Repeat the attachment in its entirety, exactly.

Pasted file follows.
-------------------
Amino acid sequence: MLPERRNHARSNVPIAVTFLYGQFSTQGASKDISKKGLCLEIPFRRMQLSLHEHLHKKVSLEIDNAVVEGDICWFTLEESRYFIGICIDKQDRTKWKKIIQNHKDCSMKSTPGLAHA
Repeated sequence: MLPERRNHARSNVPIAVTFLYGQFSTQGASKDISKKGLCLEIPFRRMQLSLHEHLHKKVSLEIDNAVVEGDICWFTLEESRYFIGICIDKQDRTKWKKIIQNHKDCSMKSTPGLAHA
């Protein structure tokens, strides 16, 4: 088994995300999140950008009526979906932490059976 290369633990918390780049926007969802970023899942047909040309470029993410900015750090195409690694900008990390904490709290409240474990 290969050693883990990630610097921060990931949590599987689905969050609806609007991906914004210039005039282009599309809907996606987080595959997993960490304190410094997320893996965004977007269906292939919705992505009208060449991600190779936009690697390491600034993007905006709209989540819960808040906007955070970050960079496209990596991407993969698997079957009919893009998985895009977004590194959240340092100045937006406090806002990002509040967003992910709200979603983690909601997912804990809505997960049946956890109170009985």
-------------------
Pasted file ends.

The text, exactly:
Amino acid sequence: MLPERRNHARSNVPIAVTFLYGQFSTQGASKDISKKGLCLEIPFRRMQLSLHEHLHKKVSLEIDNAVVEGDICWFTLEESRYFIGICIDKQDRTKWKKIIQNHKDCSMKSTPGLAHA
Repeated sequence: MLPERRNHARSNVPIAVTFLYGQFSTQGASKDISKKGLCLEIPFRRMQLSLHEHLHKKVSLEIDNAVVEGDICWFTLEESRYFIGICIDKQDRTKWKKIIQNHKDCSMKSTPGLAHA
């Protein structure tokens, strides 16, 4: 088994995300999140950008009526979906932490059976 290369633990918390780049926007969802970023899942047909040309470029993410900015750090195409690694900008990390904490709290409240474990 290969050693883990990630610097921060990931949590599987689905969050609806609007991906914004210039005039282009599309809907996606987080595959997993960490304190410094997320893996965004977007269906292939919705992505009208060449991600190779936009690697390491600034993007905006709209989540819960808040906007955070970050960079496209990596991407993969698997079957009919893009998985895009977004590194959240340092100045937006406090806002990002509040967003992910709200979603983690909601997912804990809505997960049946956890109170009985």